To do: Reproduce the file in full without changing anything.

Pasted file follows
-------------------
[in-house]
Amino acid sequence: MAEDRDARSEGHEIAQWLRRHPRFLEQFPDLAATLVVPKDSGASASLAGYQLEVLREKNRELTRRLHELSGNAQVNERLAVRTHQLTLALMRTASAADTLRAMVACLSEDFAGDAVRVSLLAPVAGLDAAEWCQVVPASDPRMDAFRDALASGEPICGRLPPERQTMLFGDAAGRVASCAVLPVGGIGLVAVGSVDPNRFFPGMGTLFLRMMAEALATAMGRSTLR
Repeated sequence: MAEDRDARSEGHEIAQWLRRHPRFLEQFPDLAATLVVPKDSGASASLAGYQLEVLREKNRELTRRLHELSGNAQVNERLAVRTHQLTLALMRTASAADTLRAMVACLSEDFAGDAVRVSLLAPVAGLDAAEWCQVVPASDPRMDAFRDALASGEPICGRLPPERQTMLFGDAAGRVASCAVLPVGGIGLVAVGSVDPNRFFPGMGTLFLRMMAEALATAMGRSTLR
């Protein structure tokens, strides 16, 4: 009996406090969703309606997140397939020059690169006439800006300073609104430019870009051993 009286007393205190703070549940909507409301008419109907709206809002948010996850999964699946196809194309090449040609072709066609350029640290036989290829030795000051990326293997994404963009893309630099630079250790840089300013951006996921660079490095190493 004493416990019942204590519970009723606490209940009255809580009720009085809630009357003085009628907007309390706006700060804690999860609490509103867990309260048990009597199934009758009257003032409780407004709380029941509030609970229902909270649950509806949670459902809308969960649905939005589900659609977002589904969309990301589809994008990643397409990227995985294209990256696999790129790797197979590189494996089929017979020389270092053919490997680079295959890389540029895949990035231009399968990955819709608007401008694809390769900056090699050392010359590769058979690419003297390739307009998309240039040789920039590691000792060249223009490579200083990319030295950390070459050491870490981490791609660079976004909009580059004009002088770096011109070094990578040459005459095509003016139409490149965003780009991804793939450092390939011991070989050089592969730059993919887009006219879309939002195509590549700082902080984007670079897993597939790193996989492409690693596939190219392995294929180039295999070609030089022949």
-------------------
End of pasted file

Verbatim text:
[in-house]
Amino acid sequence: MAEDRDARSEGHEIAQWLRRHPRFLEQFPDLAATLVVPKDSGASASLAGYQLEVLREKNRELTRRLHELSGNAQVNERLAVRTHQLTLALMRTASAADTLRAMVACLSEDFAGDAVRVSLLAPVAGLDAAEWCQVVPASDPRMDAFRDALASGEPICGRLPPERQTMLFGDAAGRVASCAVLPVGGIGLVAVGSVDPNRFFPGMGTLFLRMMAEALATAMGRSTLR
Repeated sequence: MAEDRDARSEGHEIAQWLRRHPRFLEQFPDLAATLVVPKDSGASASLAGYQLEVLREKNRELTRRLHELSGNAQVNERLAVRTHQLTLALMRTASAADTLRAMVACLSEDFAGDAVRVSLLAPVAGLDAAEWCQVVPASDPRMDAFRDALASGEPICGRLPPERQTMLFGDAAGRVASCAVLPVGGIGLVAVGSVDPNRFFPGMGTLFLRMMAEALATAMGRSTLR
């Protein structure tokens, strides 16, 4: 009996406090969703309606997140397939020059690169006439800006300073609104430019870009051993 009286007393205190703070549940909507409301008419109907709206809002948010996850999964699946196809194309090449040609072709066609350029640290036989290829030795000051990326293997994404963009893309630099630079250790840089300013951006996921660079490095190493 004493416990019942204590519970009723606490209940009255809580009720009085809630009357003085009628907007309390706006700060804690999860609490509103867990309260048990009597199934009758009257003032409780407004709380029941509030609970229902909270649950509806949670459902809308969960649905939005589900659609977002589904969309990301589809994008990643397409990227995985294209990256696999790129790797197979590189494996089929017979020389270092053919490997680079295959890389540029895949990035231009399968990955819709608007401008694809390769900056090699050392010359590769058979690419003297390739307009998309240039040789920039590691000792060249223009490579200083990319030295950390070459050491870490981490791609660079976004909009580059004009002088770096011109070094990578040459005459095509003016139409490149965003780009991804793939450092390939011991070989050089592969730059993919887009006219879309939002195509590549700082902080984007670079897993597939790193996989492409690693596939190219392995294929180039295999070609030089022949």